News release from 04/06/2020

Avoid crowded outdoor spaces and take your litter home

Avoid crowded outdoor spaces and take your litter home

South Cambridgeshire residents are being urged to ensure they follow social distancing rules when meeting friends outdoors – and take their litter home.

This follows reports of large gatherings locally during the past two weekends - including at Grantchester Meadows. The appeals also come after the death of a cow at Grantchester Meadows. The animal had eaten a plastic bag which had become lodged in its windpipe.

Current social distancing guidance from Government allows groups of up to 6 people to meet outdoors, if they remain apart. Public Health England recommends trying to keep two metres away from people as a precaution. The risk of infection of Coronavirus increases the closer you are to another person with the virus, and the amount of time you spend in close contact with them.

It is an offence to drop litter on land or into water that’s accessible to the public even if it’s private land. This applies to private land that the public can access, for example a right of way. Offenders can be prosecuted in a magistrates’ court and fined up to £2,500. Litter droppers can get a fixed penalty notice of £150.

Cllr Bill Handley, Lead Cabinet Member for Environmental Services and Licensing at South Cambridgeshire District Council, said: “My first appeal is that residents must stick to social distancing rules if meeting up with friends outside. I know the weather doesn’t look great for this weekend, but we’ve been concerned at receiving reports of crowds gathering at well-known beauty spots like Grantchester Meadows recently. If you arrive somewhere to meet friends outdoors and it looks busy, use common sense and just go somewhere else, remembering to stay outside. We have all sacrificed too much in the fight against Coronavirus, with tens of thousands of lives tragically lost across the country, for people to ignore the rules now.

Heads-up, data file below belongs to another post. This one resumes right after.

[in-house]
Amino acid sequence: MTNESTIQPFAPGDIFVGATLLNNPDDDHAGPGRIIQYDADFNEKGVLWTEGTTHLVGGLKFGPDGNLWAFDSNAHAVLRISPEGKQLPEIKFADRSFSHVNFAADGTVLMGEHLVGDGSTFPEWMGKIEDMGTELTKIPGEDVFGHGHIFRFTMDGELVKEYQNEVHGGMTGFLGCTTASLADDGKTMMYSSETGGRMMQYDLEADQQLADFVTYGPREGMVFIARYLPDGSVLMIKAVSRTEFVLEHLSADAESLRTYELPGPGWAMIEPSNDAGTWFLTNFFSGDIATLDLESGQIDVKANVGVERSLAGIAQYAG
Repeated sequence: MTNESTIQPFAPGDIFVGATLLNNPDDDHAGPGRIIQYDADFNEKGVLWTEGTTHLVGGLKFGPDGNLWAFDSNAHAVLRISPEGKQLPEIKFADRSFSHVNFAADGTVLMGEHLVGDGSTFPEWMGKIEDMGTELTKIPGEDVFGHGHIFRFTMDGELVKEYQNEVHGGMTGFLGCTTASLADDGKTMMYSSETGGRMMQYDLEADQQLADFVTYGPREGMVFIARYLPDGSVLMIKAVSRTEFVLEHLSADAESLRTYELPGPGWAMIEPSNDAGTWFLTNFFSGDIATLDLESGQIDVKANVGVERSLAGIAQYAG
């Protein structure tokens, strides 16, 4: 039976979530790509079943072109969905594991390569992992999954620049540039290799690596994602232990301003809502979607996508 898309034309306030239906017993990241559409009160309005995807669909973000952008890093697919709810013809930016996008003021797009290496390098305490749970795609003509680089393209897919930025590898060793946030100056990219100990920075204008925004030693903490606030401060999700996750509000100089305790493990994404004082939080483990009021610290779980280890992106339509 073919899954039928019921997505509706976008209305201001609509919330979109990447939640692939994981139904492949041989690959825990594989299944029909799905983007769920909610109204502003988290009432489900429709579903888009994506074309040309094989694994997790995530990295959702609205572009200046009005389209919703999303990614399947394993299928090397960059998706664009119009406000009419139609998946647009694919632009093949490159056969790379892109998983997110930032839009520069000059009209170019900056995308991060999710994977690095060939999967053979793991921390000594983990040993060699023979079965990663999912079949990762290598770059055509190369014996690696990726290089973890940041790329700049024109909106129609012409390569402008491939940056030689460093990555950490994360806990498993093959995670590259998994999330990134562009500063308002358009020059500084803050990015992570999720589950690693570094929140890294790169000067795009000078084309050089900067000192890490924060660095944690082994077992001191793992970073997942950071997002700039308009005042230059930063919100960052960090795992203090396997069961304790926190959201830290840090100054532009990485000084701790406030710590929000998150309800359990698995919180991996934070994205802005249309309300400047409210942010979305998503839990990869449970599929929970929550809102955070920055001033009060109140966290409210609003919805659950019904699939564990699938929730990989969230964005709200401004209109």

“Secondly, it’s heart-breaking to read reports of a cow that’s died after swallowing a plastic bag. Whoever dropped that bag is directly responsible for this poor animal’s death. We’ve not had to threaten enforcement action when it comes to littering in South Cambridgeshire very often before because, up to this point, most residents have been very responsible about taking their rubbish home or putting it into a bin. Now I find myself having to say this: we will fine people for dropping litter if we need to. If we need to send out more enforcement officers to check for people dropping litter, we will. I appreciate that some public bins are fuller than usual and, for the many bins our crews empty, they are doing this more regularly. But if a bin is full – simply take your waste home and recycle it or put it in your own bin. Do not drop it in the countryside. As we’ve heard about this week, it can have terrible consequences.”

Sergeant Kevin Misik from Cambridgeshire Police said: “We will continue to patrol the county’s green spaces where we are now more likely to see groups of people gathering. We’ll continue to engage, explain and encourage people to adhere to the latest restrictions and where necessary, if people are gathering in groups larger than six and failing to disperse, we will issue fixed penalty notices. We will take action against those we see littering.”

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